Appellant further argues section 481.134(c) is unconstitutional because it does not require that an accused have knowledge or intent to commit an offense within a drug-free zone.   The indictment in this case alleged appellant knowingly and intentionally delivered a controlled substance, cocaine, in an amount of four grams or more but less than two hundred grams.   Cocaine is a substance listed in penalty group one.   See Tex. Health & Safety Code Ann. § 481.102(3)(D) (Vernon Supp.2004).   A person commits an offense if he knowingly manufactures, delivers, or possesses with intent to deliver a controlled substance listed in penalty group one.   Id. § 481.112(a).   The State later added an enhancement paragraph alleging appellant delivered a controlled substance within 1000 feet of a school.  Section 481.134(c) does not create a separate offense, however, as its only effect is to raise the penalty when an enumerated offense is committed in a designated place.   See Uribe v. State, 573 S.W.2d 819, 821 (Tex.Crim.App. [Panel Op.] 1978).   Thus, the offense created by sections 481.112(a) and 481.134(c) does not require a culpable mental state beyond that contained in section 481.112(c).  See id.;   see also United States v. Koons, 300 F.3d 985, 993 (8th Cir.2002) (defendant need not know he distributed drugs within 1000-foot school zone to be convicted under federal drug-free school zone statute, 21 U.S.C. § 860).   Accordingly, section 481.134(c) is not unconstitutional for failing to require additional knowledge or intent.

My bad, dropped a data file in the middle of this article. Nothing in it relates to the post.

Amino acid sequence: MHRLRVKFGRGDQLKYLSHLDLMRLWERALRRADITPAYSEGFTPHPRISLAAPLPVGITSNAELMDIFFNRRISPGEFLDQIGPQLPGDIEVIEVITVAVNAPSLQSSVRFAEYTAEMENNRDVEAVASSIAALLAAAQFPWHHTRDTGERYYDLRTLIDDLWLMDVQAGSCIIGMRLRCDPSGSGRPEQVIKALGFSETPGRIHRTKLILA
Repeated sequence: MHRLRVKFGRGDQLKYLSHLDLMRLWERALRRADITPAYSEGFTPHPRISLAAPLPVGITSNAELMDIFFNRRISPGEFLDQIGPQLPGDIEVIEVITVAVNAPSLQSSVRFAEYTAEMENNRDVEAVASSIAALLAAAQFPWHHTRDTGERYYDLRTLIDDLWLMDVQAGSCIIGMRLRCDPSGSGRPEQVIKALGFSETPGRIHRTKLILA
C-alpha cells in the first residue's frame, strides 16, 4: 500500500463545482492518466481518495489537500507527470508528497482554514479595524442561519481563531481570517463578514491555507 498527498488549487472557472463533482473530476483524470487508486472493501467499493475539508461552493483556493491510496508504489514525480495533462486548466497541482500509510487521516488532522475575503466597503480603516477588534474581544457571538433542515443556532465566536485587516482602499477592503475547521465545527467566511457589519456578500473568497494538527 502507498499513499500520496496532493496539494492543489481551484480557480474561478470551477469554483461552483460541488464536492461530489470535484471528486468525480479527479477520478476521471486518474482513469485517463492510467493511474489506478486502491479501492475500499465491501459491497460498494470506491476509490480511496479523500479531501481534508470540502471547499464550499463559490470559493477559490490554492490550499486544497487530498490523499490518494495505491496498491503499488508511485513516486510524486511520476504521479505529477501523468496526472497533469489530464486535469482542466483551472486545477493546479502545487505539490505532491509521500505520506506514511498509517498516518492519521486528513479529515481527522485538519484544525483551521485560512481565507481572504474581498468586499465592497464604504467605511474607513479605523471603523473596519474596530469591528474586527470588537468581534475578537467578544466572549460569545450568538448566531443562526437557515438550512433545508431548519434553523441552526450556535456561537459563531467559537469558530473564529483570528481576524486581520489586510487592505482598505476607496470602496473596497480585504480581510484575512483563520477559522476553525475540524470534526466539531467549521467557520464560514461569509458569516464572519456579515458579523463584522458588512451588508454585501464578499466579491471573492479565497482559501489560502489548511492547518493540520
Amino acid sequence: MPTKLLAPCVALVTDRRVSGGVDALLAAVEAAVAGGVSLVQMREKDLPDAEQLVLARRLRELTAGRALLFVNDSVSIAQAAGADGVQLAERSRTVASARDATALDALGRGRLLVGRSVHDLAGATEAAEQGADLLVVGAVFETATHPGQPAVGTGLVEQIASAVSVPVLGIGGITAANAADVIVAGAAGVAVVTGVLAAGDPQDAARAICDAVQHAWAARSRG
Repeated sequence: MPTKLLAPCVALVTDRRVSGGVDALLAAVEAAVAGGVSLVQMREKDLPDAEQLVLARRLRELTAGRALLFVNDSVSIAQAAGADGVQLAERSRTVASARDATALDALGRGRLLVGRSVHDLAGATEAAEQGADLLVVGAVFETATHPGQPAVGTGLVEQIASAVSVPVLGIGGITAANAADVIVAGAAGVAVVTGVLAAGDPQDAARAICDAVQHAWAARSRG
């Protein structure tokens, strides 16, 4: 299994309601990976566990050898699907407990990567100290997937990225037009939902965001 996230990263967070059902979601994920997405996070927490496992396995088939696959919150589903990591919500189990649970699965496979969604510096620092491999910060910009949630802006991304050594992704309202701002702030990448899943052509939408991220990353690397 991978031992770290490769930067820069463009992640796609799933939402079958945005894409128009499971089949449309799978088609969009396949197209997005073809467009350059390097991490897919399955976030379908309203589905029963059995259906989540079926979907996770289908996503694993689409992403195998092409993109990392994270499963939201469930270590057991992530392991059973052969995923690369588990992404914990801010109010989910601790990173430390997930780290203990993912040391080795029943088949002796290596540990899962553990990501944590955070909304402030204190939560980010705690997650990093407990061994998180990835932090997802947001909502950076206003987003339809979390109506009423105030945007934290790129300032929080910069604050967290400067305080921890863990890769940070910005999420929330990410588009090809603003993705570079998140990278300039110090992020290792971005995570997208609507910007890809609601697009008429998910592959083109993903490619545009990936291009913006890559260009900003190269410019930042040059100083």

Additionally, appellant claims there is no link between the distance proscribed in section 481.134(c) and any harm to be prevented.   Therefore, he argues, section 481.134(c) is arbitrary and capricious, rendering it unconstitutional.   Any drug-related activity in the vicinity of a school increases the likelihood that drugs would become accessible to the children who attend the school.  United States v. Crew, 916 F.2d 980, 983 (5th Cir.1990).   We conclude that the 1000-foot drug-free zone imposed by section 481.143(c) is not arbitrary or capricious.   See id.;  United States v. Jones, 779 F.2d 121, 123 (2nd Cir.1985) (drug sale within 1000 feet of school increased risk drugs would become accessible to school children and thereby subjected appellant to additional penalties).   We overrule appellant's first, second, and third points of error.

 In his fourth point of error, appellant argues the trial court erred in failing to charge the jury that the State had the burden of proving the drug-free zone issue beyond a reasonable doubt.   However, the record shows otherwise.   The trial court specifically charged the jury as follows:

Do you find beyond a reasonable doubt that on the 12th day of December, A.D., 2001, BERRY RAY WILLIAMS, JR., knowingly or intentionally delivered a controlled substance, to-wit:  Cocaine in an amount of 4 grams or more but less than 200 grams to K. MANASCO, and further said delivery occurred in, on, or within 1,000 feet of a premises owned, rented, or leased by a school, to-wit:  James W. Fannin Elementary School, 4800 Ross Avenue, Dallas, Texas?

Thus, the charge instructed the jury to determine beyond a reasonable doubt whether appellant delivered a controlled substance and, further, whether the delivery took place within 1000 feet of a school.   We overrule appellant's fourth point of error.

We affirm the trial court's judgment.

Opinion by Justice BRIDGES.